Landscape Photo of Stair in the Forest

Why Bother Noticing When Your’re Lost?

I am directionally challenged. I’ve been lost more times than I care to admit. Those who seem to have been born with an internal compass have often told me I just need to be more aware of my surroundings and, “Note the landmarks.”     

    Finding Our Way Back

Though I’ve lost my way while hiking or driving with a map on my lap, losing our way can also mean losing ourselves. Maybe we imagined a particular pathway for ourselves; being a college graduate, having a successful professional career, being married, or a parent.

Then, our lives are blindsided. We don’t make it to college, our career taxes our mental and physical wellness, divorce happens, or we discover we are infertile. Suddenly we are somewhere we never thought we’d be; unable to fulfill what we once thought we could be. 

When the unexpected, the unforeseen and the unimaginable take place, we may feel a sense of desperation and aloneness. 

I remember the first and most heart-rending time of personal lostness; my dad’s suicide. The news of someone’s death is difficult, but knowing they died on purpose is profoundly more troublesome, especially to a kid. 

Without the love and presence of a father who I could trust to point out the right course, or correct me when I got off course, I got lost. I turned into someone other than who I really was. I turned into someone I did not even like.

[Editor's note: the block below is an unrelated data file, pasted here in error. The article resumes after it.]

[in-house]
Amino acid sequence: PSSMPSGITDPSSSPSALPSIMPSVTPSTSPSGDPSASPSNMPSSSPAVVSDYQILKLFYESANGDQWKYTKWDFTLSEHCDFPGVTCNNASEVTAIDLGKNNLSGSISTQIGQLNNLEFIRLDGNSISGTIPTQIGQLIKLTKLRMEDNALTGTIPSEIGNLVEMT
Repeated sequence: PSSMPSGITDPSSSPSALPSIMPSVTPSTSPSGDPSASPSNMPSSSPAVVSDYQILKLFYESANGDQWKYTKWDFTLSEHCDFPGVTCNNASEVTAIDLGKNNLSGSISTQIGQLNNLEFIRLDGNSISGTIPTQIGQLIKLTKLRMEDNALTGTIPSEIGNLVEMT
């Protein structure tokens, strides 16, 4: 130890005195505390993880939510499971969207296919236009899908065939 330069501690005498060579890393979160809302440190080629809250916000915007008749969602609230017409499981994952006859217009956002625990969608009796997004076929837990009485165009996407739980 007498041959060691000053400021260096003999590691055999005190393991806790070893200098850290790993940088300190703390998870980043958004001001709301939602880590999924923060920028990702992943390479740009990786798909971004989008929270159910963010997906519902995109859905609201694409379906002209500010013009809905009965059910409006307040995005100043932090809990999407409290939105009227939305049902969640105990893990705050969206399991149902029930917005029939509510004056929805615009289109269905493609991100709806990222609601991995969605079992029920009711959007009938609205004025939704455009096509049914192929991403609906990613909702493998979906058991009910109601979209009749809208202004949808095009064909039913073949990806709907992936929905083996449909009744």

Losing everything you thought you ever were is scary. The confidence I’d once possessed because of a loving father, dissipated and anger, resentment and fear took its place. To cover my fear, I pretended I was independent, self-reliant and self-sufficient. 

But, keeping up this false front took its toll on me. I noted that landmarks of joy, contentment and a sense of security were now gone and impatience, false sense of self, and loneliness surrounded me. 

Finding my way back to who I started out as, that happy and confident individual, meant admitting I needed help. Thankfully, there were enough people in my life; my husband, close friends and a sibling or two, whom I could trust. With their help, I am back on the right track with being me. 

Why bother noticing when you are lost? It is worth noting that when we admit to our lostness, then we begin to think about how to get back to who we truly are. 

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